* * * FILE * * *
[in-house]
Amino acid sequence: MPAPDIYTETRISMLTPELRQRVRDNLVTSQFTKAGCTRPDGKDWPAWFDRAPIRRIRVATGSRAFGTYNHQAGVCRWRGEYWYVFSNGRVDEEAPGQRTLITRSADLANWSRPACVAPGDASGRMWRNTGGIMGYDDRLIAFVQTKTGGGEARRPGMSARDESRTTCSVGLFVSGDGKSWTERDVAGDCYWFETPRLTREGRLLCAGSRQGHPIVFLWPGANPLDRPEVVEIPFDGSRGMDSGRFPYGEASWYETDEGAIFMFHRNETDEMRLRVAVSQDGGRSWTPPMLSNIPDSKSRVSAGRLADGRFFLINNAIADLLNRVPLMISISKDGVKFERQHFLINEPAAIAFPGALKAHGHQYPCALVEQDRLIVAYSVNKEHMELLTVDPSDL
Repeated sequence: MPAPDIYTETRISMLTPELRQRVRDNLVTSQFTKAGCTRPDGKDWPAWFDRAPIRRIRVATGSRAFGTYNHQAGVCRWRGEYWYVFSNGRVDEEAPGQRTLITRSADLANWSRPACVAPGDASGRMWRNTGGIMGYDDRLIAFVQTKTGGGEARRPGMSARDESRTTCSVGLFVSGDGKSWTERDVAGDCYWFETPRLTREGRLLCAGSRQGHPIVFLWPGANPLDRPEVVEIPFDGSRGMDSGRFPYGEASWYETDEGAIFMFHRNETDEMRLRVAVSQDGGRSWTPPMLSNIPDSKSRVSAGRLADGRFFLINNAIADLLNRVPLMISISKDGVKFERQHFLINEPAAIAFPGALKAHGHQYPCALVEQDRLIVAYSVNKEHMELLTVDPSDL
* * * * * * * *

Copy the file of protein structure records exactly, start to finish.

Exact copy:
[in-house]
Amino acid sequence: MPAPDIYTETRISMLTPELRQRVRDNLVTSQFTKAGCTRPDGKDWPAWFDRAPIRRIRVATGSRAFGTYNHQAGVCRWRGEYWYVFSNGRVDEEAPGQRTLITRSADLANWSRPACVAPGDASGRMWRNTGGIMGYDDRLIAFVQTKTGGGEARRPGMSARDESRTTCSVGLFVSGDGKSWTERDVAGDCYWFETPRLTREGRLLCAGSRQGHPIVFLWPGANPLDRPEVVEIPFDGSRGMDSGRFPYGEASWYETDEGAIFMFHRNETDEMRLRVAVSQDGGRSWTPPMLSNIPDSKSRVSAGRLADGRFFLINNAIADLLNRVPLMISISKDGVKFERQHFLINEPAAIAFPGALKAHGHQYPCALVEQDRLIVAYSVNKEHMELLTVDPSDL
Repeated sequence: MPAPDIYTETRISMLTPELRQRVRDNLVTSQFTKAGCTRPDGKDWPAWFDRAPIRRIRVATGSRAFGTYNHQAGVCRWRGEYWYVFSNGRVDEEAPGQRTLITRSADLANWSRPACVAPGDASGRMWRNTGGIMGYDDRLIAFVQTKTGGGEARRPGMSARDESRTTCSVGLFVSGDGKSWTERDVAGDCYWFETPRLTREGRLLCAGSRQGHPIVFLWPGANPLDRPEVVEIPFDGSRGMDSGRFPYGEASWYETDEGAIFMFHRNETDEMRLRVAVSQDGGRSWTPPMLSNIPDSKSRVSAGRLADGRFFLINNAIADLLNRVPLMISISKDGVKFERQHFLINEPAAIAFPGALKAHGHQYPCALVEQDRLIVAYSVNKEHMELLTVDPSDL